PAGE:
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HALT: Focus on These Four Triggers in Your Recovery

The HALT method is a four-part system that helps you check in with your emotional state and spot triggers that may lead to poor decisions. It was originally developed by addiction counselors as a way for people in recovery from substance use disorder to recognize their own personal triggers for relapse. But it works for anyone trying to stay on track with their goals: if you're going through any kind of major life change, or just trying to avoid unhealthy behaviors, this is a useful tool.


HALT is an acronym for Hungry, Angry, Lonely, and Tired.

HALT is an acronym for Hungry, Angry, Lonely, and Tired. These four triggers can have a large impact on your decision-making process. If you're experiencing them at work or at home, you may be more likely to make poor choices that affect your personal health and well-being. For example:

  • Hunger may lead you to overeat or choose unhealthy foods when making meals.

  • Anger might cause you to lash out in ways that are hurtful but not necessarily malicious (such as yelling at someone).

  • Loneliness might cause you to reach out for unhealthy relationships where people are only after something from you (like money).

  • Tiredness could lead to falling asleep during work hours or driving while drowsy after a long day of work or school activities with little rest beforehand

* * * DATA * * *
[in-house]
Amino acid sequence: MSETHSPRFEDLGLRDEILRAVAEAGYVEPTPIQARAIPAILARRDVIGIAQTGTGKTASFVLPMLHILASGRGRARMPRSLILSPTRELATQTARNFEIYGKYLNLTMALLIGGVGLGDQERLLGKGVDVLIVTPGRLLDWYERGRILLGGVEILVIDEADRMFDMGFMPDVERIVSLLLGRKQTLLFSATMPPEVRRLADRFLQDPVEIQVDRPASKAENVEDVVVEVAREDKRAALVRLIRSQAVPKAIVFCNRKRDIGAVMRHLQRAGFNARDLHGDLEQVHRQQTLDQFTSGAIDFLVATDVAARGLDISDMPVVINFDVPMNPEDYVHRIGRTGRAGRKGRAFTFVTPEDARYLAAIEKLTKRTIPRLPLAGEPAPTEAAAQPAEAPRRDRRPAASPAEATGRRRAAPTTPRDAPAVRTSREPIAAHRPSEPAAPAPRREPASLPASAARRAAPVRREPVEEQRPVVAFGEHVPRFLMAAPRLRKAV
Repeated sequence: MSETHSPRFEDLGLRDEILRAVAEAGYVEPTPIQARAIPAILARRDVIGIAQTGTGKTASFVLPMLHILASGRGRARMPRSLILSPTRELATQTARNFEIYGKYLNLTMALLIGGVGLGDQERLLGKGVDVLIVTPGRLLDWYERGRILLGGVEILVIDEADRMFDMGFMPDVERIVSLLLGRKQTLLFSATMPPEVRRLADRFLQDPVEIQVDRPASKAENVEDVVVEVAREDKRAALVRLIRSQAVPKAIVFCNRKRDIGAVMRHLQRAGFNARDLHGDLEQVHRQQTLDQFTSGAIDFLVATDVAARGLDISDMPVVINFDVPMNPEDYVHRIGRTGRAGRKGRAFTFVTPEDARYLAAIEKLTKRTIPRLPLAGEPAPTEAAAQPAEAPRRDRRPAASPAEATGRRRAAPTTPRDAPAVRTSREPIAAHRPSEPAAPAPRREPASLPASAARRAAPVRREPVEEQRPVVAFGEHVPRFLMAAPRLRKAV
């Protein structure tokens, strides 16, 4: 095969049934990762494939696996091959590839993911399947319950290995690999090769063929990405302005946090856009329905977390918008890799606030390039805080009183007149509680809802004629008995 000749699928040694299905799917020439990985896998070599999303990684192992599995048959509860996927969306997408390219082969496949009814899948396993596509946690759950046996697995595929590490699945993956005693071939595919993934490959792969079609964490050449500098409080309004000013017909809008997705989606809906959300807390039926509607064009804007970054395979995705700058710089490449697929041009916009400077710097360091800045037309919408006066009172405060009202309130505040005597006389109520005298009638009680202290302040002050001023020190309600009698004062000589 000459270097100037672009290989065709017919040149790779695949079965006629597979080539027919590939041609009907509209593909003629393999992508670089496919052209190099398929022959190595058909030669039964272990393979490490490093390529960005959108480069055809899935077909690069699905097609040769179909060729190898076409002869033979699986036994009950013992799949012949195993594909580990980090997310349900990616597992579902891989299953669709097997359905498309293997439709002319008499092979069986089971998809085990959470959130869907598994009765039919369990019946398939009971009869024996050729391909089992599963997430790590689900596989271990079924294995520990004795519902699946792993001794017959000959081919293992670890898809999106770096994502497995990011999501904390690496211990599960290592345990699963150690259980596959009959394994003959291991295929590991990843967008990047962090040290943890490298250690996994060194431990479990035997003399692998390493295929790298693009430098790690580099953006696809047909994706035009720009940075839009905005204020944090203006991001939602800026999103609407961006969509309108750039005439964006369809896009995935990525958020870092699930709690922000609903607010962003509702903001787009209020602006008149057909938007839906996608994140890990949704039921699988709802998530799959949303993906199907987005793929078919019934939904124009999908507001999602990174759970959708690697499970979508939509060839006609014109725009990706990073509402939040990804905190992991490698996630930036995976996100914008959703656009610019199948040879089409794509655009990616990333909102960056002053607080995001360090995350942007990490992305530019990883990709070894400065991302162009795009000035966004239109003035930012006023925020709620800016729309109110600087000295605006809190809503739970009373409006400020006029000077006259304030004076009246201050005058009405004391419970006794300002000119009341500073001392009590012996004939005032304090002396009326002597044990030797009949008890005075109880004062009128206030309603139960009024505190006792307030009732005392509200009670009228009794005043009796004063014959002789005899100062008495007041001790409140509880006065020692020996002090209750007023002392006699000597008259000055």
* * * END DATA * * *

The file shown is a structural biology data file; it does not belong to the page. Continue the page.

These four emotional states are common triggers that lead people to make poor decisions.

As you move toward recovery from a substance use disorder, you may find yourself struggling to resist the temptation that comes with triggers. Triggers are common emotional states that can make you want to drink or use again. You can remember them by using the acronym HALT:

  • Hunger

  • Anger

  • Loneliness

  • Tiredness


For people in recovery from substance use disorder, the HALT method helps recognize emotional triggers that may increase risk of relapse.

The HALT method is useful for people in recovery from substance use disorder to help them recognize emotional triggers that may increase risk of relapse. The method consists of the following four steps:

  • H – Hunger and thirst

  • A – Anger and anxiety (stress)

  • L – Lonely, isolated, or depressed feelings

  • T – Tiredness/boredom


You can build a plan for these four key stressors.

You can build a plan for these four key stressors.

  • What is your plan for each of the four triggers? In what ways will you manage these triggers to avoid making poor decisions?

  • How will you tell if you are feeling one of these triggers? Do they cause specific feelings, or are they more subtle than that (for example, a feeling of emptiness)

  • What will you do if you recognize one of these triggers? What actions might prevent bad choices or thoughts from happening in the future


The HALT method provides a fast way to check in with yourself to see if you're vulnerable.

HALT is an acronym for Hungry, Angry, Lonely and Tired. These are common emotional triggers that lead to poor decisions. In fact, people in recovery from substance use disorder can use HALT as a simple self-assessment tool to determine whether they're vulnerable to relapse.


If you find yourself experiencing any of these feelings or emotions more often than you'd like, it might be a sign that your recovery needs some attention.


Conclusion

When you’re feeling hungry, angry, lonely or tired, it can be difficult to resist the urge to use substances. But if you stop and check in with yourself, it will be easier to recognize your triggers and avoid making a bad decision. The HALT method encourages people in recovery from substance use disorder (SUD) to build a plan for these four key stressors—helping them stay on track so they can reach their goals of health and wellness!


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